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Cost Basis Changes
Old 01-18-2013, 10:08 AM   #1
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Cost Basis Changes

I took gains this year from my taxable account I just opened about a year and a half ago from Vanguard. I don't understand why these gains were subtracted from my cost basis. Can someone enlighten me on the mechanics of taxable accounts and changes in cost basis. I am new to these types of accounts as I have always only held most of money in tax deferred.
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Old 01-18-2013, 11:17 AM   #2
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It sounds like you may be automatically reinvesting dividends and gains.
Each and every share of a fund that you own has a basis. If you sold shares to "take gains", then the total basis in the fund is reduced by the basis of the shares sold.

Determining the basis of shares sold is probably a different topic.

When you do automatic reinvestment of dividends and gains, it is best to think of a reinvestment transaction as being paid a dividend or gain, and then immediately using that dividend or gain to purchase more shares because that is precisely what is happening. Those new shares have their own basis.
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Old 01-18-2013, 11:22 AM   #3
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If we are to read this literally, "these gains were subtracted from my cost basis", then it seems that when the sell order was placed it was placed with a "last in first out" directive, or somehow that was the effect of the order placed, and the share price hadn't varied (so the gains were essentially all dividends). Just a guess though. Do you recall how you configured the sell order?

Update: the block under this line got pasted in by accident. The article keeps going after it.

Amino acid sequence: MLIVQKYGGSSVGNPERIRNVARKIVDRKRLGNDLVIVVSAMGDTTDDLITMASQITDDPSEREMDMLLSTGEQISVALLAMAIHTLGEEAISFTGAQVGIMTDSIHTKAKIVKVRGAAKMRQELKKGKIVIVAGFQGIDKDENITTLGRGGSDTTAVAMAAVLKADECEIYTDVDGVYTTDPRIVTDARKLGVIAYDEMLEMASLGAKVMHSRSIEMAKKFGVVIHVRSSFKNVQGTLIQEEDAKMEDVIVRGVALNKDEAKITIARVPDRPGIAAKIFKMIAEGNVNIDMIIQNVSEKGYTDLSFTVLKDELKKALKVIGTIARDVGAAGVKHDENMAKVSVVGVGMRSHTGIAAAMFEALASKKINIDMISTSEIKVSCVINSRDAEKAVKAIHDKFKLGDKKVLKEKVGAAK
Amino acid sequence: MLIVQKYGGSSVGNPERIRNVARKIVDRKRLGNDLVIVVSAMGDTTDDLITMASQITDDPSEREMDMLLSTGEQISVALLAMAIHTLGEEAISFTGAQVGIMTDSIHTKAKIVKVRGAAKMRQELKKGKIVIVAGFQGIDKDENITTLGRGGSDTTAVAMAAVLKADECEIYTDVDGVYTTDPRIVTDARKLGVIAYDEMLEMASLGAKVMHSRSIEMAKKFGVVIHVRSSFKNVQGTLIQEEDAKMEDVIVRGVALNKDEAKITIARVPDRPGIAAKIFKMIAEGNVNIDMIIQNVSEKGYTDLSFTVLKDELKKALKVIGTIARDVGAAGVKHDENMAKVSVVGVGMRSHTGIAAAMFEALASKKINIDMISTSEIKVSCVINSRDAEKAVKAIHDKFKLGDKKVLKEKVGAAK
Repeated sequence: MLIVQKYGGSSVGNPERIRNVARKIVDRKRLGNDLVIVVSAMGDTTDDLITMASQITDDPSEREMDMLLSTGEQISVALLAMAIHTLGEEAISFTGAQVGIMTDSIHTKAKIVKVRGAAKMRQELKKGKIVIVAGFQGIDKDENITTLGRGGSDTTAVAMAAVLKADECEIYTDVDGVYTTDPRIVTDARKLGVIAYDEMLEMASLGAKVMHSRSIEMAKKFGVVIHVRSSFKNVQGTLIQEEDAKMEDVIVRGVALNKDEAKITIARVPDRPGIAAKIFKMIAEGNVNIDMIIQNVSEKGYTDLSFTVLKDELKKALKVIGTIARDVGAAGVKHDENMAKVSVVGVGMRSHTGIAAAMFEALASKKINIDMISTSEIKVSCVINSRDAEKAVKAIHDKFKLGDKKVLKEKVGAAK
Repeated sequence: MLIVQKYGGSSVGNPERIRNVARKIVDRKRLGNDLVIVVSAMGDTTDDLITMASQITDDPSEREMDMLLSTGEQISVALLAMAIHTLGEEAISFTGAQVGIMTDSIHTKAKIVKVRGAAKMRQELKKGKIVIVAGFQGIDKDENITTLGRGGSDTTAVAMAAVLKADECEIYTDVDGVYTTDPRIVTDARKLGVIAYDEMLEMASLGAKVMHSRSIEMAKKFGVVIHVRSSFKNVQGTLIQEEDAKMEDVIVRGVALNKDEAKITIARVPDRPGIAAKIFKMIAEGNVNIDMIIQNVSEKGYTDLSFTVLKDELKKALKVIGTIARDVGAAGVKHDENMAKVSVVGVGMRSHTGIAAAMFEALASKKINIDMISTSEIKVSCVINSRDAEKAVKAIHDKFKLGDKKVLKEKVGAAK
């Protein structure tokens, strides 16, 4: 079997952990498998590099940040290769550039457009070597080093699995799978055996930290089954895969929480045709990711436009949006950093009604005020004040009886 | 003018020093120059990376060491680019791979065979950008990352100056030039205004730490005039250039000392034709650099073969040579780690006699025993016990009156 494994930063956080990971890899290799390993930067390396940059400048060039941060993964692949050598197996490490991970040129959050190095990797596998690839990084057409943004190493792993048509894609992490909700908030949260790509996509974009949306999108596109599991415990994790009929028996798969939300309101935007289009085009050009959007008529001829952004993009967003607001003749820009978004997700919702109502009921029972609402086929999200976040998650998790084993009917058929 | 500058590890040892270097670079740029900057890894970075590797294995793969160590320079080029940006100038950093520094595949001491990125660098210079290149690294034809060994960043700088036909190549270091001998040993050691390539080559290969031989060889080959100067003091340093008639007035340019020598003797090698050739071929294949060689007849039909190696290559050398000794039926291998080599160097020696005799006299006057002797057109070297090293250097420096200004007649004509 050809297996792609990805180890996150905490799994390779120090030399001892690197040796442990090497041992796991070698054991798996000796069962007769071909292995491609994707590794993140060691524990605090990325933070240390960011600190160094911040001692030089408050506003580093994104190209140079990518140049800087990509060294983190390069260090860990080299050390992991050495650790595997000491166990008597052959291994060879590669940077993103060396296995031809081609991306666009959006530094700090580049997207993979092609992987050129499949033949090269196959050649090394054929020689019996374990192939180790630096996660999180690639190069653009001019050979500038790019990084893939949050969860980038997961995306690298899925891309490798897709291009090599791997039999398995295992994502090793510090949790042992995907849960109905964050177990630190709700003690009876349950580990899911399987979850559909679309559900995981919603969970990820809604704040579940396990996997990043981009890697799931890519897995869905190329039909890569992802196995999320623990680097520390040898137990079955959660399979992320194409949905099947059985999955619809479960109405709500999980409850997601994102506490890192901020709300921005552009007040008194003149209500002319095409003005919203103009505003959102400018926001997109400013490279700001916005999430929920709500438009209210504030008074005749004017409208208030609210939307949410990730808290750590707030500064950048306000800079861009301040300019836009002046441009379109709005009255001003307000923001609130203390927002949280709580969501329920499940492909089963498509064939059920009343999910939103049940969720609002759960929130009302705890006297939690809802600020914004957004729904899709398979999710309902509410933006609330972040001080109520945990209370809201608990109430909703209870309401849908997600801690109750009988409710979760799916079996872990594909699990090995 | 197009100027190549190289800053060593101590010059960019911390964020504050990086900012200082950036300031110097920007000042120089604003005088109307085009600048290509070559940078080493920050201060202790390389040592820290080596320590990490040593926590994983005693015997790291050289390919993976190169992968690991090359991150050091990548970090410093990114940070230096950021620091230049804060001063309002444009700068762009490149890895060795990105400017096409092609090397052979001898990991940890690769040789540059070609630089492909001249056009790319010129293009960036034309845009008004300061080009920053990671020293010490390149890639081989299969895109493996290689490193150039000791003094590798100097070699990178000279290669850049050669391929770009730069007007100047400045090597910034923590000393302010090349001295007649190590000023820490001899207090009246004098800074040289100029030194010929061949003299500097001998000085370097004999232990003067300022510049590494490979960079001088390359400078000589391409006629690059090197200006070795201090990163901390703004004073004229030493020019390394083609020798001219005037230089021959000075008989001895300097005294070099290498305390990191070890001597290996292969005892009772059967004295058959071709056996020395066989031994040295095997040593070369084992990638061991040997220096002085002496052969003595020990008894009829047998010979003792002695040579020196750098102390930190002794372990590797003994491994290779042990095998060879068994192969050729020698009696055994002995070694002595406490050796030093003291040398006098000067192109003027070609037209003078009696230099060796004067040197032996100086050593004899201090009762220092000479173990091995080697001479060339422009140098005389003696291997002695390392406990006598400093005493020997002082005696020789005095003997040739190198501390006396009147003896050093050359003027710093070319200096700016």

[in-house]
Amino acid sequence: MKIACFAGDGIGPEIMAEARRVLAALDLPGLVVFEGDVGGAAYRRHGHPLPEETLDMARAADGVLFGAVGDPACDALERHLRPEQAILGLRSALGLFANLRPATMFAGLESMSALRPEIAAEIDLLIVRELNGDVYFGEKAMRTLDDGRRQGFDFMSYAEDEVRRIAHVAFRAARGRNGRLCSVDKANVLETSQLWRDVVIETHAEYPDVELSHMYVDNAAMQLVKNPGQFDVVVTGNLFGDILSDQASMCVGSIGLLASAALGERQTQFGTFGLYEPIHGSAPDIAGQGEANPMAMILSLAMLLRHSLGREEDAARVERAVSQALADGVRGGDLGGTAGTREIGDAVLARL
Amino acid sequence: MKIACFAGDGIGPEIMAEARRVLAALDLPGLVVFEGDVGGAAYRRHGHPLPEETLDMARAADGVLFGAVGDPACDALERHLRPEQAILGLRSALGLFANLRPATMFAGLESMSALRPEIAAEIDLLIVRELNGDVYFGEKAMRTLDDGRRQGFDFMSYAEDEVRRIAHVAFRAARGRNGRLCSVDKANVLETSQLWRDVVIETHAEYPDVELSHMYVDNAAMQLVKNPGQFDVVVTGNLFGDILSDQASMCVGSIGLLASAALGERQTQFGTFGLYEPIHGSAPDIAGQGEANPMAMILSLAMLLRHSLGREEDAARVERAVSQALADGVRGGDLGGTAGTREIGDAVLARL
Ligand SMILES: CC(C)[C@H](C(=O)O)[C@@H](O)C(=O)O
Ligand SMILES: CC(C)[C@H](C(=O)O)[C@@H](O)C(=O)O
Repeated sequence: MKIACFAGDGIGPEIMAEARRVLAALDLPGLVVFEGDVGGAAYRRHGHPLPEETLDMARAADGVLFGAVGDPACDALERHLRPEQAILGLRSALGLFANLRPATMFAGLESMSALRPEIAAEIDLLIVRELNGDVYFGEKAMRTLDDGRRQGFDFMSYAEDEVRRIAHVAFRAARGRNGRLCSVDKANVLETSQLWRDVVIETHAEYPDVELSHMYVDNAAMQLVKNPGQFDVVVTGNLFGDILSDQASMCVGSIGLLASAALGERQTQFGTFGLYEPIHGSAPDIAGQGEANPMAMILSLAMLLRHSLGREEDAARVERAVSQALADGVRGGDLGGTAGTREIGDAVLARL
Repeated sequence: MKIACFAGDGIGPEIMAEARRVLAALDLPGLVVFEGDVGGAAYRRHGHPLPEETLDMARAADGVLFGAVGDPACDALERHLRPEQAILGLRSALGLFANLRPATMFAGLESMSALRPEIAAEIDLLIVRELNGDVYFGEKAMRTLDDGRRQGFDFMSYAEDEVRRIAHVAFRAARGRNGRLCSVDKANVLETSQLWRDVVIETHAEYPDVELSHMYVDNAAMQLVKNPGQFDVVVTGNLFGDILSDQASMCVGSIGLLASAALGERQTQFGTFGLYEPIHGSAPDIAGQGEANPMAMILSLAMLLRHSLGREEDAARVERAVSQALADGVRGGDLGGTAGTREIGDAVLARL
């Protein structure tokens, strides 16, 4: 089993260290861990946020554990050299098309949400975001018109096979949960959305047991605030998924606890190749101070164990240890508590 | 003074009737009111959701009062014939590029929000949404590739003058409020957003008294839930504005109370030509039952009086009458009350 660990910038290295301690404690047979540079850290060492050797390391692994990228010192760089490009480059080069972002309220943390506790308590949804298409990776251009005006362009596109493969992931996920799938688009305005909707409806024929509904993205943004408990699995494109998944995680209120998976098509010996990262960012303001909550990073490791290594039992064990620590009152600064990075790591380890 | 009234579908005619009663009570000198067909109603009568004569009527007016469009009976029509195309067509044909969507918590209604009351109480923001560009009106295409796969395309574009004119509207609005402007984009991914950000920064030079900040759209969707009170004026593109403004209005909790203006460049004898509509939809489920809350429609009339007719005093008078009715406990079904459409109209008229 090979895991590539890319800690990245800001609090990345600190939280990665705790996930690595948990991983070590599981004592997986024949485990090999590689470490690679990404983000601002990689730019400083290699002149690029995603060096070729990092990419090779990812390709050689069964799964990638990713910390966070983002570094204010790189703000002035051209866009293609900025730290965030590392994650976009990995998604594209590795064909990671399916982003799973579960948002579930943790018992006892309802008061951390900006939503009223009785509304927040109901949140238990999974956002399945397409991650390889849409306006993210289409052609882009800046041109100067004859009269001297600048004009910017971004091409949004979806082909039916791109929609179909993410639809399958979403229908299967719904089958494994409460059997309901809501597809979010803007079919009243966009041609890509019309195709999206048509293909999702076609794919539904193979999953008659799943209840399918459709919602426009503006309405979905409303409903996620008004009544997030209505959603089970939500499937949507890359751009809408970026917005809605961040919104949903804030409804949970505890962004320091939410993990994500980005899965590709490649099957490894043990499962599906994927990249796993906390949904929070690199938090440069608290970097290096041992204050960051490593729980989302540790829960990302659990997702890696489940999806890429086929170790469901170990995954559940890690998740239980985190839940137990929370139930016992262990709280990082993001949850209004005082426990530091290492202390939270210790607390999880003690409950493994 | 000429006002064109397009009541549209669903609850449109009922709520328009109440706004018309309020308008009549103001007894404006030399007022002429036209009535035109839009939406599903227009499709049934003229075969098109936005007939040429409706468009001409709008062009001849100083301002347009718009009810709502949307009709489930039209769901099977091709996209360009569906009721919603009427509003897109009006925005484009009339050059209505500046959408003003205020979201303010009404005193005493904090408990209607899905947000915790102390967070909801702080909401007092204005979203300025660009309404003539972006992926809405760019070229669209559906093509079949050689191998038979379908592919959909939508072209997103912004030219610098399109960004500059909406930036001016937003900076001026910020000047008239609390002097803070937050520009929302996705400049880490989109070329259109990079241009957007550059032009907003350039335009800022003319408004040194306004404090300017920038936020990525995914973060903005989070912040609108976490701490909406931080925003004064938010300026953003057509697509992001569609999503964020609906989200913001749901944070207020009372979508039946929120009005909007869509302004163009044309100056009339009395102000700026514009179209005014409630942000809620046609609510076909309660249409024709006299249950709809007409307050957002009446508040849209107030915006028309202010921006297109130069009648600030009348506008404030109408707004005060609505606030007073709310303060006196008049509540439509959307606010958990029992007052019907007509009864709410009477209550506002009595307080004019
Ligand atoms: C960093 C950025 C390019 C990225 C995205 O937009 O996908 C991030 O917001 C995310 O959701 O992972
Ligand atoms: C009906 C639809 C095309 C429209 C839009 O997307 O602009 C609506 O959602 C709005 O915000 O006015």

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Old 01-18-2013, 11:31 AM   #4
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I believe Vanguard is using average cost to figure my basis. I have been taking dividends as income. I just recently sold some shares to add to my income because they were above my initial investment and will be able to get them at 0% for tax purposes because I am in the 15% bracket.
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Old 01-19-2013, 06:55 PM   #5
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Look on the sell confirmation, it will say what cost basis was used.
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Old 01-19-2013, 07:27 PM   #6
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Let's say you bought $10,000 worth over time. Before the sale, say it was worth $12,500. If you sold $2,500, you can't skim the gains off the top and leave the basis as $10,000, if that's what you are thinking. Instead, if they used average cost, you liquidated 1/5 of your holdings, so they would reduce the basis by 1/5 of the original basis, or $2000. So, the sale of $2500 had a basis of $2000 and a gain of $500. Your remaining $10,000 has a basis of $8000.

And if some of the shares were purchased in the last 12 months, that fraction would be a short term capital gains (someone correct me if that's wrong) which you don't want because it'll be at your 15% rate, not 0%.

Does that help?
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Old 01-20-2013, 09:58 AM   #7
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Understood. Thank you for your input everyone.
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